Jultra Truth. Freedom. Oh and the end of New Labour and Tony Blair, Ian Blair, ID cards, terror laws and the NWO and their lies

Tuesday, January 03, 2006

AOL oversteps the mark

I don't know what AOL think they are doing with this campaign, but you may have seen it on TV. Some consultancy company has come up with a shameful scaremongering and misleading scheme at AOL's behest, about how good or bad the internet is, and invites you to discuss that topic, unsurprisingly, on AOL's own site. There are a good couple of breakdowns of it on Infowars and Prison Planet respectively.

I guess the strategy of years of spamming everyone to death with their CDs, and being rightfully regarded as a joke by all serious internet users just wasn't enough for AOL. But what they are doing now is both extremely disingenuous and monumentally dangerous, in effect, trying to manufacture the premise for, invoke and then preside over, a hazardously political book-burning scenario.

Their pernicious and inflammatory cloth-headed campaign sets up a series of false debates intended to agitate you into participation on their website, thereby validating their pantomime and AOL's assumptions about your intelligence as a future customer. Meanwhile on their page, in their 'internet is bad' video, images of Big Brotheresque body scans are juxtaposed between footage of Osama Bin Laden and the Ku Klux Klan. (I swiftly filtered out this entire garbage with adblock before I even finished watching it).

Of course you have to provide an email address in order to participate in this enlightening 'discussion' they have kindly set up for you, and in doing so, no doubt, they will be contacting you after you leave your furious but inconsequential (to them) comment to send you another one of their crappy worthless CDs.

AOL, who have been gleefully exploiting their net newbie racket for well over a decade (and way longer than that), have now suddenly proposed that the net has just appeared and is indoctrinating you and your kids with porn, 'hate', and 'terror', whilst encouraging the 'dark desires of man', visualized (shock horror) as a pretty blonde woman.

On their discussion page, a spurious shopping list of negatives are presented, then on the other side of the screen, they have a box saying how wonderful it is that children can learn from the internet. Both 'good' and 'bad' are disingenuously littered with enough false information and bogus arguments to sustain the deception just long enough to grab some email addresses, and shove a bucket-load of cookies into the machines of their victims. They then repeat that formula for 'ID theft', privacy (a massive problem for AOL users 1 2) and other similar political and contentious issues to ensure you will remain wound up enough to stay sufficently unaware of the monstrous scam.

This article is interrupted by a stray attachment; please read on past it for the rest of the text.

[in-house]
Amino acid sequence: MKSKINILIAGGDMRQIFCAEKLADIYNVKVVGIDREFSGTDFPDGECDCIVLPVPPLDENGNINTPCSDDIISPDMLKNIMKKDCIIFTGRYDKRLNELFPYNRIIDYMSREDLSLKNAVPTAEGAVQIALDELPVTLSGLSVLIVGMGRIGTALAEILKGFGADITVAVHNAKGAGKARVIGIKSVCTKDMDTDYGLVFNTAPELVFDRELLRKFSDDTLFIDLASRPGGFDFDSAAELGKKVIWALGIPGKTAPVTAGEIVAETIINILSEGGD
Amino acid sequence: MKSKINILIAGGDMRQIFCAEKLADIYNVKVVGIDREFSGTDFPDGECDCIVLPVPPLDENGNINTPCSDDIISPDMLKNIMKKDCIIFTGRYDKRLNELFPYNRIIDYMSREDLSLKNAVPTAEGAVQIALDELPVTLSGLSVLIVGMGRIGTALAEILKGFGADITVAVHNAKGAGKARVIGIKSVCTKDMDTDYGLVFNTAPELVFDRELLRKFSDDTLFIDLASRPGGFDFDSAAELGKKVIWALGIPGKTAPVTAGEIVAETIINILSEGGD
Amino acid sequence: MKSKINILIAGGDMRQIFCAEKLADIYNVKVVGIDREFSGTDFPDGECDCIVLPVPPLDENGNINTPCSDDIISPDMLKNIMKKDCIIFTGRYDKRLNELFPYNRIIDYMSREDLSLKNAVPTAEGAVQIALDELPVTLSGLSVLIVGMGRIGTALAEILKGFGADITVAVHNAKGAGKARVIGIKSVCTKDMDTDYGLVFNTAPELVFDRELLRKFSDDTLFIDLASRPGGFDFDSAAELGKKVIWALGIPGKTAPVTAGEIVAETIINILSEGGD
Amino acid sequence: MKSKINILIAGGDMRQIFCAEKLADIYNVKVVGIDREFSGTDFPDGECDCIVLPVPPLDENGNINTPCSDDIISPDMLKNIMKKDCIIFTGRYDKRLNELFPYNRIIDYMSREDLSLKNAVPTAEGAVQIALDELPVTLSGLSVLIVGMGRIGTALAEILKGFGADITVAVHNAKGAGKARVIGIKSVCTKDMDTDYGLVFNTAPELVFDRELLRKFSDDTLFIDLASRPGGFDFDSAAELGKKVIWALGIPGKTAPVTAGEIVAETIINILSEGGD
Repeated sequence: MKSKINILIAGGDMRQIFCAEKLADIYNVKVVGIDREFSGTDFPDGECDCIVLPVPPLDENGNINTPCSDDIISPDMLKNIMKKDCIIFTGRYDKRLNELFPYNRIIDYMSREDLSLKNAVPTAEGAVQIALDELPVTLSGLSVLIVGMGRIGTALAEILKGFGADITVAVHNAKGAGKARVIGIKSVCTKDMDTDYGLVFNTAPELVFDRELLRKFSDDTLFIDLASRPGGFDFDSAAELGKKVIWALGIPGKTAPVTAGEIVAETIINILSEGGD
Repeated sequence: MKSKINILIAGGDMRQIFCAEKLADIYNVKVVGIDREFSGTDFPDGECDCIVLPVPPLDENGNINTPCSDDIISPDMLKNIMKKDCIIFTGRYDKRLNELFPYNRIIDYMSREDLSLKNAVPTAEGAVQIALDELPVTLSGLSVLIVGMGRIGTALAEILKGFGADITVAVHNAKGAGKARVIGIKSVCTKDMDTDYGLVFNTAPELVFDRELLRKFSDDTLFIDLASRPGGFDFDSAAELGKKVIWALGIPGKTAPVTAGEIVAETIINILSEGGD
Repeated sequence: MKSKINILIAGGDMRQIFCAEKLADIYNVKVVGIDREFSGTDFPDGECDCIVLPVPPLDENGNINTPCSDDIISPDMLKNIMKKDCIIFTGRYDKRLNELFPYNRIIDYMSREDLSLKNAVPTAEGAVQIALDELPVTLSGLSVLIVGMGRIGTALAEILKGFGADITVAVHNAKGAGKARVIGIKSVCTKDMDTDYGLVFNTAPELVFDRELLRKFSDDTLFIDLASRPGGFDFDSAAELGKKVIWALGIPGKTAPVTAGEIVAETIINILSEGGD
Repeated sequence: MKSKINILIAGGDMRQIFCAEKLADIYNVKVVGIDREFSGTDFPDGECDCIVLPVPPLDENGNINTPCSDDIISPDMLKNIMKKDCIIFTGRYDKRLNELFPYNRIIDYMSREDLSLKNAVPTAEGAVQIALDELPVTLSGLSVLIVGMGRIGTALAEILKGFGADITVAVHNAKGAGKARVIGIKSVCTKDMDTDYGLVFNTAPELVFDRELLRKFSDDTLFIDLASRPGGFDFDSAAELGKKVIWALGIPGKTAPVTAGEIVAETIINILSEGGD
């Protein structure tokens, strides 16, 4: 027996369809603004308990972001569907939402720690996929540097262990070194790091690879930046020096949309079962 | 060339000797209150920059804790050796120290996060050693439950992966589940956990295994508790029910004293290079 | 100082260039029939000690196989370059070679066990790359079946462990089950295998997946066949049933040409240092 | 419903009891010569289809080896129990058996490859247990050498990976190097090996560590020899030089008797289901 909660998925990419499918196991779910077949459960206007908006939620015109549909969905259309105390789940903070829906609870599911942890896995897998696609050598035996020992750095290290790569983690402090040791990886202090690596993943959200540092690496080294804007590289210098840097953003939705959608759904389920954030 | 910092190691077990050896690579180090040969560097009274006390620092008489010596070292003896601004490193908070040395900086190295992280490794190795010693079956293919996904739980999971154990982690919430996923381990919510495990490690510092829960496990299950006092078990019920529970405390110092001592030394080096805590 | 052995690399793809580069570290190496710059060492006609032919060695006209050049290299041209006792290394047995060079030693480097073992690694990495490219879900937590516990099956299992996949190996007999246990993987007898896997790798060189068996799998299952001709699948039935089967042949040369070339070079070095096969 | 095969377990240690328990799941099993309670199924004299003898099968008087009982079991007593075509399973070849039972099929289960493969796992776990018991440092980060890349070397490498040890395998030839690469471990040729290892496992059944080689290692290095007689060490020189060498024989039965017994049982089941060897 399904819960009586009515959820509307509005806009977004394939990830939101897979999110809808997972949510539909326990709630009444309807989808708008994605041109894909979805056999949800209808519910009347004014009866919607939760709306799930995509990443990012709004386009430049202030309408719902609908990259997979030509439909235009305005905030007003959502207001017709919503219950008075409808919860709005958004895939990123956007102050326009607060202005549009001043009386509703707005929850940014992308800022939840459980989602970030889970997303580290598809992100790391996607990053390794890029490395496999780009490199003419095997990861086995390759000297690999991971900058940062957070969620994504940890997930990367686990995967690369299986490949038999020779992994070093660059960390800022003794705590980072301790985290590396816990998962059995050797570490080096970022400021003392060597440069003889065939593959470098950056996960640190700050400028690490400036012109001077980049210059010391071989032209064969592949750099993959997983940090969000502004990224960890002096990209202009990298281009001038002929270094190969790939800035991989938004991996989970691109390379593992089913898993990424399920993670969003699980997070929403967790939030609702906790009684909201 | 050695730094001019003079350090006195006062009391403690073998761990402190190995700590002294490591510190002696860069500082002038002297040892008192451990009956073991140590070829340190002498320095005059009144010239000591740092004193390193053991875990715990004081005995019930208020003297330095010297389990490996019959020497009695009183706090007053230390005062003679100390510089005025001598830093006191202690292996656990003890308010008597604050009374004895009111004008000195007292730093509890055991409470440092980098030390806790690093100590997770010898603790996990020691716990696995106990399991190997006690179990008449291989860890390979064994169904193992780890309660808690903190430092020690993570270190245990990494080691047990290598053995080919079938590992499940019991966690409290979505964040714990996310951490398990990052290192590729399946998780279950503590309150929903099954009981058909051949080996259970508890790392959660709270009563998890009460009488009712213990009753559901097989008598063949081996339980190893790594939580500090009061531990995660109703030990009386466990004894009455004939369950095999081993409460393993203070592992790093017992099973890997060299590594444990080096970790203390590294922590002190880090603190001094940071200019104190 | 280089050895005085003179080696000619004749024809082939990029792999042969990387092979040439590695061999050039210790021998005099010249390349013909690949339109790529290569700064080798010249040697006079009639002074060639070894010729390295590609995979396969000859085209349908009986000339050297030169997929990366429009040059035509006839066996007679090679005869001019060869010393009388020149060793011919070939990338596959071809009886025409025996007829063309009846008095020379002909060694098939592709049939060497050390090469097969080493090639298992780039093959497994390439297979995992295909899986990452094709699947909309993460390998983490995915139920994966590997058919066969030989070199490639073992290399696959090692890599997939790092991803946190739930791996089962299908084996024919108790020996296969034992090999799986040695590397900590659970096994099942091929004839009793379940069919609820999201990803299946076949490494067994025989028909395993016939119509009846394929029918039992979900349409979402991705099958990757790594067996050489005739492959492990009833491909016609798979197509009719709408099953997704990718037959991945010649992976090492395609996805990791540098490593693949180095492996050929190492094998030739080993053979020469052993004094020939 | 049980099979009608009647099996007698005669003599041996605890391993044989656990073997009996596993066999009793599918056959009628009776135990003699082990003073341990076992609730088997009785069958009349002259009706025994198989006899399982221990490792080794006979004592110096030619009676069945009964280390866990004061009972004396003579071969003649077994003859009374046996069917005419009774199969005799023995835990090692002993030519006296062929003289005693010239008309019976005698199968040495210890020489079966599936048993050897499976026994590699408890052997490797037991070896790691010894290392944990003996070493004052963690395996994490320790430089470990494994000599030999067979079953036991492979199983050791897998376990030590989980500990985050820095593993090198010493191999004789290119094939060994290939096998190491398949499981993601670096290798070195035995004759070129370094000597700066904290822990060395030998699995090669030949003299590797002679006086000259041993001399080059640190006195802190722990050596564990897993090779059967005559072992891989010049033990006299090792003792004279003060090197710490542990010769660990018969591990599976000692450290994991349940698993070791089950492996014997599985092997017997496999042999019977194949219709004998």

In reality of course, the 'discussion' is a fraud and utterly worthless, a mere tool to get you to their site. And after all, no informed one way or the other view could possibily be debated or derived from the calculated false choices AOL have presented, a point which AOL well know. It's like saying cars are good/bad, or food is good/bad, although when AOL start asking questions like 'is freedom of speech good or bad', then we know the whole plot they have constructed is very bad indeed. I suspect the 'discuss' bit is just laying the groundwork for their 'solution' (yawn), which will form the next stage of the campaign, and it provides a TV-internet response statistic as well tricking some casualties into signing up for an AOL account.

Bizarrely, 21% of AOL's visitors to their 'discussion' site (according their poll there) think the internet is 'bad'. Perhaps that 21% use AOL, but in any event we should not forget that AOL's core market has always been people who know nothing about the internet to begin with. And no doubt, AOL will use this scam to profit from the remaining handful of clueless idiots out there who haven't yet recieved a CD or whatever they do these days, so that they may subscribe to AOL's proprietary spying, monitoring and filters that will save them from this debauched post-9/11 pandemonium of the internet.

The really sinister aspect of all this, and why I think this kind of commercial advertising, with this kind of message, that starts on TV shouldn't really be broadcast at all, is that AOL's campaign is inherently political in nature. Furthermore, it uses an extraordinarily arrogant and fraudulent vocabulary of concepts to create this distinctly artificial message, and that is all enormously worrying.